I was staying at another Airbnb now, a perfect entire home/apartment option. I had the odd experience of pulling away in the car from my little cottage and passing this kindly-looking couple out for a morning walk. “Do I know those people?” I thought. “They look so famili- oh shit, they’re the people from the Airbnb I stayed at last time I was in Nashville.” I practically ducked down as I drove past, not that I’m not allowed to stay anywhere I want but they were such nice people and I guess I could lie and say it’s a friend’s I’m staying at but – don’t you hate the new transparency sometimes? I can’t imagine ever having to explain to Mr. Howard Johnson that Mr. Hilton has more what I’m in the mood for. I’m sure they wouldn’t care, really. But sometimes the world is just too small.

More nice times visiting with friends, hearing music. I stopped in at Alex the Great where I recorded The Sugar Tree with Brad Jones. I went straight to the Fellini/Francoise Sagan sixties photo book of sexy ladies that sits on a shelf in the control room, like a kid at grandma’s house checking that the Hummel figurines are still standing guard.  “They’re still here…I dream about this place.” Brad gave Hazel her first bass when we lived here, and I got to play him some tracks from her Outside World album, proud mama.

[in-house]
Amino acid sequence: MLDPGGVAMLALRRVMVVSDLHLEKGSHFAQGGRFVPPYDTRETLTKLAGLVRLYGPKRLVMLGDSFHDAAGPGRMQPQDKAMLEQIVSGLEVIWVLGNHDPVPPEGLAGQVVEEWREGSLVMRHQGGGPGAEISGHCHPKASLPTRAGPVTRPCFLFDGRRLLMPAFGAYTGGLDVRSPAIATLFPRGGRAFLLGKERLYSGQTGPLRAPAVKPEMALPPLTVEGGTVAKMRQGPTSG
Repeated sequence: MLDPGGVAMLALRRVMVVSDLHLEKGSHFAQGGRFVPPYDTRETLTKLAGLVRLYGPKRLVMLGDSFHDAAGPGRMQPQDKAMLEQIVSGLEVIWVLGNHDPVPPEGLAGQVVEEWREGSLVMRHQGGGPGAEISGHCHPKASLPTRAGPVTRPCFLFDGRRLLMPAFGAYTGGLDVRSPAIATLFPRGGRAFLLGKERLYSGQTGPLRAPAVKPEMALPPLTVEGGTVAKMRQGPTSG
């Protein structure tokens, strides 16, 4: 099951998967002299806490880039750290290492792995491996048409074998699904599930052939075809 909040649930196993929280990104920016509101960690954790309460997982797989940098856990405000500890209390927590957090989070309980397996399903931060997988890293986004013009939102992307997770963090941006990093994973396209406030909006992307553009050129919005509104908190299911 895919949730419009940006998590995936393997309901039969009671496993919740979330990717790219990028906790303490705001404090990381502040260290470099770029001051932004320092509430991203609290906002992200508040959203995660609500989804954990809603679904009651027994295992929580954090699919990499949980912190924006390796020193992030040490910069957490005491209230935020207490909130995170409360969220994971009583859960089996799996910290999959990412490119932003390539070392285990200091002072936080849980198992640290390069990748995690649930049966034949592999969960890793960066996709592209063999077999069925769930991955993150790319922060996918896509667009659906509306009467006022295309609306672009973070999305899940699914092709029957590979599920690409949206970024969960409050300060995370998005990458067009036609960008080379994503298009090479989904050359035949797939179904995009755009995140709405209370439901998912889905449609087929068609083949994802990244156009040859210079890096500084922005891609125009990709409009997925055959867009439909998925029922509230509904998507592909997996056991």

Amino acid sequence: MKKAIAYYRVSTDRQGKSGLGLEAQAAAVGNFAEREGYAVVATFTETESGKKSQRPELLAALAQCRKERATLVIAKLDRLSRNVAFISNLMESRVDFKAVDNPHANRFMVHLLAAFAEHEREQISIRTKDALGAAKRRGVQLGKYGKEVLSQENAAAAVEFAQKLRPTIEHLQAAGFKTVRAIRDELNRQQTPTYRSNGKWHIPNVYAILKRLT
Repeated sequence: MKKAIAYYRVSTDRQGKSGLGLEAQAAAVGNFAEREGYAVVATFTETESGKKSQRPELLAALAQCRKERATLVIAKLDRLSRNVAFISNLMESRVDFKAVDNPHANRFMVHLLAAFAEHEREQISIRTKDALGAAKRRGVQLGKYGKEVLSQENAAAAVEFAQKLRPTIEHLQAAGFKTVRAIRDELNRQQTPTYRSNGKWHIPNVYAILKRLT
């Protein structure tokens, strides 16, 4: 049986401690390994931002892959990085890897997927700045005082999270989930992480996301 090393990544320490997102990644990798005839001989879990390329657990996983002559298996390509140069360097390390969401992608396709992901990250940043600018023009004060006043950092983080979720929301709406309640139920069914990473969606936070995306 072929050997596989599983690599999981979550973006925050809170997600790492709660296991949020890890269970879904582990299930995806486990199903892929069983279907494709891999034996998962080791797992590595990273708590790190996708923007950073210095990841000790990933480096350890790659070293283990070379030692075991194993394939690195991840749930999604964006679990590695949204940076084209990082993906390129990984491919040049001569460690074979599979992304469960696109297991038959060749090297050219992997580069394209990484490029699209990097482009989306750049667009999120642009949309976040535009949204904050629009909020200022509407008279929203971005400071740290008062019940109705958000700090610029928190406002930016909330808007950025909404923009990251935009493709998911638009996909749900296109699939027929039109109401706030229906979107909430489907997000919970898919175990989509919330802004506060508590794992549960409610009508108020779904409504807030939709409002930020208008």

I’d stretched it an extra day because when I arrived in town I’d been greeted by a billboard advertising Burt Bacharach with the Nashville Symphony. Marc Nathan, a super-sweet music guy who’d done the convoy with my faltering Subaru, offered me a ticket – it really felt like the only chance I’d ever have to see Burt.